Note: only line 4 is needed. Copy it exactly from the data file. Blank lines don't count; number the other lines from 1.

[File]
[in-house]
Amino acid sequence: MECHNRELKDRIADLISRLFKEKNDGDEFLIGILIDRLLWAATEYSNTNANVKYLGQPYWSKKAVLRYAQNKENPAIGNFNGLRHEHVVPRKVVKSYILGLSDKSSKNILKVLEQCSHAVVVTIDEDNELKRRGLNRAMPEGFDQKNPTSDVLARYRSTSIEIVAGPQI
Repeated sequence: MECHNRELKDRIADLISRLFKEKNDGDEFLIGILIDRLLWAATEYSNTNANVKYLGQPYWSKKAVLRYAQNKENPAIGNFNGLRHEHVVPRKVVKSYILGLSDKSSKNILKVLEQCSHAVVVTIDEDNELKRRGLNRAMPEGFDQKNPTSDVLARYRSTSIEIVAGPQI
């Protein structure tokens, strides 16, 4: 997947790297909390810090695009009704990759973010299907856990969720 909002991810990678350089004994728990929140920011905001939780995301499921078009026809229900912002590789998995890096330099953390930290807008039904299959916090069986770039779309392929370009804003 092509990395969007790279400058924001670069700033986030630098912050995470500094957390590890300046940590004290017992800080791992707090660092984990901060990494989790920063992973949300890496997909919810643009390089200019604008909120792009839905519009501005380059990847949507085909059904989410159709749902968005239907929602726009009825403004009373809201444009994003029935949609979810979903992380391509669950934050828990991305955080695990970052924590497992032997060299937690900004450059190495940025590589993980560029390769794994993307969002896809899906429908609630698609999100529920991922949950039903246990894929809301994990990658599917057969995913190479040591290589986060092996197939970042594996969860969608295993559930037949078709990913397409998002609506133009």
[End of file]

């Protein structure tokens, strides 16, 4: 997947790297909390810090695009009704990759973010299907856990969720 909002991810990678350089004994728990929140920011905001939780995301499921078009026809229900912002590789998995890096330099953390930290807008039904299959916090069986770039779309392929370009804003 092509990395969007790279400058924001670069700033986030630098912050995470500094957390590890300046940590004290017992800080791992707090660092984990901060990494989790920063992973949300890496997909919810643009390089200019604008909120792009839905519009501005380059990847949507085909059904989410159709749902968005239907929602726009009825403004009373809201444009994003029935949609979810979903992380391509669950934050828990991305955080695990970052924590497992032997060299937690900004450059190495940025590589993980560029390769794994993307969002896809899906429908609630698609999100529920991922949950039903246990894929809301994990990658599917057969995913190479040591290589986060092996197939970042594996969860969608295993559930037949078709990913397409998002609506133009």